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[120] of civilization; because it is an inequality founded in that difference of condition, against which no government can provide, nor was it intended that it should provide. We notice,

2. That government should secure to him all those political rights to which he is entitled by making a proper use of his essential rights.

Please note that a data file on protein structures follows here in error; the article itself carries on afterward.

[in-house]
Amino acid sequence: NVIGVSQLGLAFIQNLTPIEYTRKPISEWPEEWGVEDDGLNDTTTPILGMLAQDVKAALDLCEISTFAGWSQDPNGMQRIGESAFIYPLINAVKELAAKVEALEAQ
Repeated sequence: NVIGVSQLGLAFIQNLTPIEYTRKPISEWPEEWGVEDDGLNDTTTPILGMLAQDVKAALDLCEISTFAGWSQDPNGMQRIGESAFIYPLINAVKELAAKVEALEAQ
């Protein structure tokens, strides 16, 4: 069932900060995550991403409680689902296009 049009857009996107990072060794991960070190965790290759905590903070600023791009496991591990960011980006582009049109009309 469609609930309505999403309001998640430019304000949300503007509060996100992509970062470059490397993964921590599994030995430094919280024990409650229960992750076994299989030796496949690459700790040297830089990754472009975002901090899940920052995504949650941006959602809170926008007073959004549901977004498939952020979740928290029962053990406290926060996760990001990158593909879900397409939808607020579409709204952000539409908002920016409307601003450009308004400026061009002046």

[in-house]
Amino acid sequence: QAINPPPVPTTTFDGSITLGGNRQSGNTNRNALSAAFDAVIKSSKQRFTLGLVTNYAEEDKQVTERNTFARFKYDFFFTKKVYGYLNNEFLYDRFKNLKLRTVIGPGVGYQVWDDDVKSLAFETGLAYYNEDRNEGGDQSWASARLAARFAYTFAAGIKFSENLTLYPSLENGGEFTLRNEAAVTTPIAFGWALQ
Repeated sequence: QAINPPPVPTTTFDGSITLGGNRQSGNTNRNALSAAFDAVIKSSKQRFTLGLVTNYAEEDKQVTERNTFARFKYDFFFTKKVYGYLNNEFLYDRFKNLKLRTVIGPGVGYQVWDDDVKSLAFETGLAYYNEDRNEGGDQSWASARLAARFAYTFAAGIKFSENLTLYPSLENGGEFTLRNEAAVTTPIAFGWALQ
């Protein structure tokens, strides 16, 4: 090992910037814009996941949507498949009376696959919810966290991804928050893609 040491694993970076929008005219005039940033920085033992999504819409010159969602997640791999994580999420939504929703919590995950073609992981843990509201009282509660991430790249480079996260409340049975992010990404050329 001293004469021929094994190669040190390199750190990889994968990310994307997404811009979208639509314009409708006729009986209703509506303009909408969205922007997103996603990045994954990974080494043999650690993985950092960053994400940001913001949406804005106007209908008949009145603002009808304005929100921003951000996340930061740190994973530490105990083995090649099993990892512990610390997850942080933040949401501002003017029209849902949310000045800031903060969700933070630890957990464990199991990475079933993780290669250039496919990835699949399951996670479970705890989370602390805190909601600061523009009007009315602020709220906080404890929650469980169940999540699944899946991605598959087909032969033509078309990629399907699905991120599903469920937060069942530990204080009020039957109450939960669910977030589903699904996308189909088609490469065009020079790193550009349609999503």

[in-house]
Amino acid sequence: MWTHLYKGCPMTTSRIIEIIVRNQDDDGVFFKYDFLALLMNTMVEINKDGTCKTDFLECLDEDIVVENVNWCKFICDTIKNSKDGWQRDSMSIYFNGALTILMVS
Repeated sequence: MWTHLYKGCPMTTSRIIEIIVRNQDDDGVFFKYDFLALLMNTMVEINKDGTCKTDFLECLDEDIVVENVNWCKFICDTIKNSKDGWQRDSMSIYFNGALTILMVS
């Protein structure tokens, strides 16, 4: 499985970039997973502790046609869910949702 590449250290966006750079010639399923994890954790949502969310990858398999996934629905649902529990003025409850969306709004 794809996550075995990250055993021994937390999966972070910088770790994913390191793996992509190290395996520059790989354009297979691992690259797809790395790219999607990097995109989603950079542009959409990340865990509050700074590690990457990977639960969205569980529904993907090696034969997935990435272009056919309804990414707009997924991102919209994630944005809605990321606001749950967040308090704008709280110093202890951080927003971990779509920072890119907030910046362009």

We need not specify all the political rights which may be regarded acquired rights. It is sufficient to consider this topic in regard to the question of sovereignty. We say, that all the members of a given society, having a common interest in that society, are entitled to share the sovereignty of its government on certain conditions, and on no other conditions. We take the ground that mere humanity, in itself considered, does not entitle any one to the rights of political sovereignty. If this were so, we should be bound to place females, together with minors of both sexes, and the inmates of State prisons, among the sovereigns of society. They are all perfect specimens of humanity. Of the first it may be said, they are often equal in intellect with the other sex, and in other respects are generally superior specimens of humanity. These all have an interest in society common to all other members of it, and yet it is admitted that they should not be numbered among the sovereigns of the land. What is it,

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